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Ponderings For the Week of January 20 to 26, 2020

All-Time Highs Again as Dow Flirts With 30,000

2020 opened with the customary cautious outlooks by Wall Street prognosticators. After all, 2019 saw robust gains in most market segments, so there was only so much juice left in the stock market. But the year has started off where 2019 left off. The big three indexes – the Dow Industrials, the S&P 500, and the NASDAQ - have all surpassed their previous records. Last week alone the three each gained about 2%. It won’t take much to bring the Dow over 30,000. It reached 20,000 for the first time in January 2017.

Last week’s jump was attributed to the signing of a phase one U.S. – China trade agreement and some positive economic news on employment, housing, and manufacturing. Earnings season proceeded apace with mixed results. Forecasters expect corporate profits to be unspectacular. Perhaps this time they’ll be correct for a change.  

 

20 Financial Resolutions for 2020 (Part III)

Here is the third round of my 18 financial resolutions for the New Year. More resolutions will follow next week.

  1. Help your kids become financially savvy. The more you can help your children or other younger generation family members learn about the value of money, the better their chances of becoming financially responsible adults. The best way to show your children how to handle money is by setting a good example in your own financial life. Don’t keep family finances a secret. A survey of top investment managers reveals that their interest in investing was kindled by discussions with their parents about money at a young age.
  2. Don’t let cars drag you down financially. Avoid the temptation to always drive a costly late model vehicle. Some people never get out from under monthly car loan payments that may not seem significant now, but will when they get ready to retire and then it’s too late. A recent study indicated that the number of people who lease cars has increased from 20% to 30% in just a few years, and the increase has been fueled by millennials. Leasing is almost always a bad way to finance cars. My suggestion is to buy cars that come off a lease. You’ll get a great car that will serve you well for many years at a reasonable cost because the poor sap who leased the vehicle has given it up at a much-depreciated value.
  3. Budget without a budget.  Preparing a household budget can be a useful exercise, but most people have neither the time nor the inclination to do so. The purpose of a budget is to motivate you to live beneath your means, to spend less than you earn. Of course, even a well-prepared budget is of no use unless you are prepared to live within its strictures. But there is another way to spend less than you earn without going through the drudgery of budgeting. All you need to do is to regularly and automatically contribute to a retirement, brokerage, or savings account. Automatic investing is a great way to both begin and stick with a regular savings program. The result is relatively painless budgeting. Since you never get your hands on the money, it shouldn’t be missed, particularly if you start small and gradually increase the amount that’s transferred.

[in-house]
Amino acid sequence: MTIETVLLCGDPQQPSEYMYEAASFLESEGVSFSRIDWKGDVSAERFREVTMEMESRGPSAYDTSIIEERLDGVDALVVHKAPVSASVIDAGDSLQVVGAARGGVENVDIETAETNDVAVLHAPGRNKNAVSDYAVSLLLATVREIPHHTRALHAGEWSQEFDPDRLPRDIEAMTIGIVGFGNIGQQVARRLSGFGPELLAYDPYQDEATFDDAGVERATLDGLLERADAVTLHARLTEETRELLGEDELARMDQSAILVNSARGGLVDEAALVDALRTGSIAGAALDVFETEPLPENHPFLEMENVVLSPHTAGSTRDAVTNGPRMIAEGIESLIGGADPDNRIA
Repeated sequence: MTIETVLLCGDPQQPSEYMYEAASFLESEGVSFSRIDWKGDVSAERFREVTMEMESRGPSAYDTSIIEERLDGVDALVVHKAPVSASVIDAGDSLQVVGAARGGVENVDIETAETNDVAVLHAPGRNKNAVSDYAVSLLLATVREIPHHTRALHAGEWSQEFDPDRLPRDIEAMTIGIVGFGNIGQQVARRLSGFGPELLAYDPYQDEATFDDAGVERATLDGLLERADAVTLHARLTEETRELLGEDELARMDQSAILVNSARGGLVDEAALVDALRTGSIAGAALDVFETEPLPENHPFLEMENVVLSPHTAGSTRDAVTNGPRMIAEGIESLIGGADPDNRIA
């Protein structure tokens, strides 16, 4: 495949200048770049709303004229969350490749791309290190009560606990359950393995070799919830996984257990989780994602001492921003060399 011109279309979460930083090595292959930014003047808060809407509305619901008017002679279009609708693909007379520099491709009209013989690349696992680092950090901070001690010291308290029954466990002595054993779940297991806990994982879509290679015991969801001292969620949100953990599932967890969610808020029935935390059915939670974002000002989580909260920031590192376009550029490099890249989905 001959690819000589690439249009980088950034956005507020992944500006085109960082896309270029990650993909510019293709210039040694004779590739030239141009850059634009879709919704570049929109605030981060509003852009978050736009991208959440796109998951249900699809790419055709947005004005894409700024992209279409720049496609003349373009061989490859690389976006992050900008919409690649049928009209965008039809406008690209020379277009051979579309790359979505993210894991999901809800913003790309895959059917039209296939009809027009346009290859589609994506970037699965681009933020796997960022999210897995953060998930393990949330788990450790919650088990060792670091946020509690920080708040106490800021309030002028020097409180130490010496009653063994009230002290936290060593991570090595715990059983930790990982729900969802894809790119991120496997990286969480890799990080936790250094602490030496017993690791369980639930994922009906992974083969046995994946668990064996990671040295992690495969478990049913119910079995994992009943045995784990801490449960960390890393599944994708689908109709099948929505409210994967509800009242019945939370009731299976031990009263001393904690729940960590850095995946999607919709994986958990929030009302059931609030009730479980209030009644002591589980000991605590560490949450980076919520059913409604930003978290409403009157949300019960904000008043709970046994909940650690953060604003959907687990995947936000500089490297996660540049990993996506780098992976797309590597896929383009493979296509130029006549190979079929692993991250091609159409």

Smart Money Tips

  • Always think long-term with your investments. Investor concern is rampant yet again after the largely unpredicted gains in stocks worldwide last year. If this pretty much sums up your feelings, you’re in abundant company. Here’s a suggestion that might reduce your anxiety and help you avoid making any mistakes in the near future: Worry less about what’s going to happen over the next ten days or ten months and consider how your money will fare in ten years. You’ll probably say that you’re glad you stuck with stocks despite their all- time highs back in 2019 and 2020.
  • Avoid a lifelong penalty by signing up for Medicare Part D when you enroll in Medicare. Here’s something a lot of people are unaware of. If you don’t sign up for a prescription drug plan, called Medicare Part D, at the same time you enroll in Medicare, you will be penalized for delaying. Right now, the “late enrollment penalty” is about thirty-three cents for each month you delay. For example, if you wait two years to enroll in Part D, you will have to pay about eight dollars more per month. That doesn’t sound like much, but (brace yourself) the penalty is assessed for the rest of your life and if average Medicare Part D plan costs rise in the future, which is bound to happen, your late enrollment penalty will be increased as well. Ouch, ouch, ouch!

 

 

 

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